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Loving their neighbours

07 June 2013

SOMETIMES, it can seem to non-church members that the Church spends most of its time asking for money; but, over the Whitsun weekend, Portsmouth diocese was busy offering free gifts to its communities, either in hospitality or service.

All 140 parishes took part, a spokesman for the diocese, Neil Pugmire, says. They hosted fun days, tea parties, picnics, and barbecues, or even gave away free ice-creams, as at St Peter's, Petersfield. Some offered practical help. Worshippers from East Meon (pictured) spent the morning tidying their village, and those from St John's, Fareham, gave away furniture, clothing, and household items to needy families. Bacon sandwiches were popular at the free brunch at All Saints', Denmead, with a Messy Church for families on the Saturday afternoon, a concert by the Hampshire Police Male Voice Choir in the evening, and a wedding fair on the Sunday.

On the Isle of Wight, worshippers from Gurnard, and St Faith's, Cowes, spent two hours cleaning their local beach, while those from St Blasius's, Shanklin, did the same, and collected 18 black bags of rubbish. While doing it, they stuck their church banner in the sand so that people would know who they were, and many passers-by and holidaymakers stopped to congratulate them.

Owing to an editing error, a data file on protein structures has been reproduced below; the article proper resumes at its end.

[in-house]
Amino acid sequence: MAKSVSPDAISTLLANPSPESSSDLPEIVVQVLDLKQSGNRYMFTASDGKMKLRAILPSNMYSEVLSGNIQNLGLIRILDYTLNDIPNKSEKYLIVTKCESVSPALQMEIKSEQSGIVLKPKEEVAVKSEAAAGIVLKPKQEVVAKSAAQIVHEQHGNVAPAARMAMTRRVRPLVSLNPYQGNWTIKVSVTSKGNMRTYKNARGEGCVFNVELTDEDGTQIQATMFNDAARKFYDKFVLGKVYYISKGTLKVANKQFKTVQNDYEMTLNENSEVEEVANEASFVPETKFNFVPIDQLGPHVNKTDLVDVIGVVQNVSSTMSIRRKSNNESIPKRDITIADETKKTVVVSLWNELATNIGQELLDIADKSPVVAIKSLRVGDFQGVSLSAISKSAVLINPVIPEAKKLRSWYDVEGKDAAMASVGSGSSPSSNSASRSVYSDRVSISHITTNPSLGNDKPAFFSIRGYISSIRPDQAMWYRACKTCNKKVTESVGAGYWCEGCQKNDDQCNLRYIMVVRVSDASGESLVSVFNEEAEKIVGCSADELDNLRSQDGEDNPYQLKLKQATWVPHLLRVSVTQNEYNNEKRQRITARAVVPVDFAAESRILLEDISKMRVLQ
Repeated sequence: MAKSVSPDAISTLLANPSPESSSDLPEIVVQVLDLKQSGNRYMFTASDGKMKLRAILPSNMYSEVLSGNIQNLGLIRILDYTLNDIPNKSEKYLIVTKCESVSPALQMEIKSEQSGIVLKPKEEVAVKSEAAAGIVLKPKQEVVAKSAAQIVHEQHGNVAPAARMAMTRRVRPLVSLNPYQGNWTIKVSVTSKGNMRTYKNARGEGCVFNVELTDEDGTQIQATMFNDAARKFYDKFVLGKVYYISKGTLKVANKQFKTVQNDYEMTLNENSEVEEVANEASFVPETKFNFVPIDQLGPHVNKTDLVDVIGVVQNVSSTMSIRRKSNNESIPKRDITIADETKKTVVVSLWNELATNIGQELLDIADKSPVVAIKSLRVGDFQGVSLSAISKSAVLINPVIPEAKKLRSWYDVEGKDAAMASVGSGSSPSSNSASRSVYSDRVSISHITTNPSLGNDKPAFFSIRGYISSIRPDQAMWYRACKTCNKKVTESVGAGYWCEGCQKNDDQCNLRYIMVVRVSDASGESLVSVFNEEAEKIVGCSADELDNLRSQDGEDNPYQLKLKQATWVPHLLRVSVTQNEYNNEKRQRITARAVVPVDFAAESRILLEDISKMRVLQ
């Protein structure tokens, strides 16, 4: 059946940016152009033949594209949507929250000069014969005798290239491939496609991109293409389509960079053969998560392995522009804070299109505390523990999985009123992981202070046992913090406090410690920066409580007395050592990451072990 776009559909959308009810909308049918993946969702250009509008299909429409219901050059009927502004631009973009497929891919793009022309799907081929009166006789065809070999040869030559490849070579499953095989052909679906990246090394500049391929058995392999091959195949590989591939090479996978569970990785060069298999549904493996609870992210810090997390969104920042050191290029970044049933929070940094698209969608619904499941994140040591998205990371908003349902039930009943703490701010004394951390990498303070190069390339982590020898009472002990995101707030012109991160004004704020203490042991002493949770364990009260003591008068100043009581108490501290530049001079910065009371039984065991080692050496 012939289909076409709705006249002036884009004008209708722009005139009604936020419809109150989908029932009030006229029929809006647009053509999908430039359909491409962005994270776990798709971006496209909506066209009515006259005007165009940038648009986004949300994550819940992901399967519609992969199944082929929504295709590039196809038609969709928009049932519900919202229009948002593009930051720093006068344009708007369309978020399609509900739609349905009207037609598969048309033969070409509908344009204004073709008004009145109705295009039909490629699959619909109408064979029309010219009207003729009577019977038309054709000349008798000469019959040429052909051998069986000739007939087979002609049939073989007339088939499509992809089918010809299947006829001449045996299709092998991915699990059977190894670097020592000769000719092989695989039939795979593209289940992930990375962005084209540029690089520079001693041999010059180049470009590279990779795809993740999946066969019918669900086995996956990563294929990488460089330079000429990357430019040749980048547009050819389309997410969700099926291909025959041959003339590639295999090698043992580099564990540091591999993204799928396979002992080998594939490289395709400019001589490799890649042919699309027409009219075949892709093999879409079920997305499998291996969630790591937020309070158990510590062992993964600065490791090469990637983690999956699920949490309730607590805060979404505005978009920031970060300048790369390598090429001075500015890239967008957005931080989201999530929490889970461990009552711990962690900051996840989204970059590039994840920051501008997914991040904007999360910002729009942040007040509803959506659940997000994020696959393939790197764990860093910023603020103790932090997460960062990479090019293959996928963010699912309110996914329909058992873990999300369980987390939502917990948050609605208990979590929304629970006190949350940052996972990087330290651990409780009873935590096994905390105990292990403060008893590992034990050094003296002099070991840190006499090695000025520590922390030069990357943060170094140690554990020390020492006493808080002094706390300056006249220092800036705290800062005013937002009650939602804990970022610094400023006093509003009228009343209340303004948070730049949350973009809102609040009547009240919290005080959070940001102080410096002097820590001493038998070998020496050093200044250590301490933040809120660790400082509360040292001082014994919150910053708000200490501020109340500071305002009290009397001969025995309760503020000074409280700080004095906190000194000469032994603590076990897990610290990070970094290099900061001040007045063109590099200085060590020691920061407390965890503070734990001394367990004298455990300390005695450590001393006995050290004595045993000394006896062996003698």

On the Sunday, worshippers met in their own churches in the morning, and came together for celebrations in each of the eight deaneries in the afternoon, where they were able to share stories of their doings.

Meanwhile, the Bishop of Portsmouth, the Rt Revd Christopher Foster, had invited people from each deanery back to his house for lunch, and each returned to his or her deanery with a Pentecost cake to share, and a candle lit from one in the Bishop's chapel, as a symbol of their shared mission.

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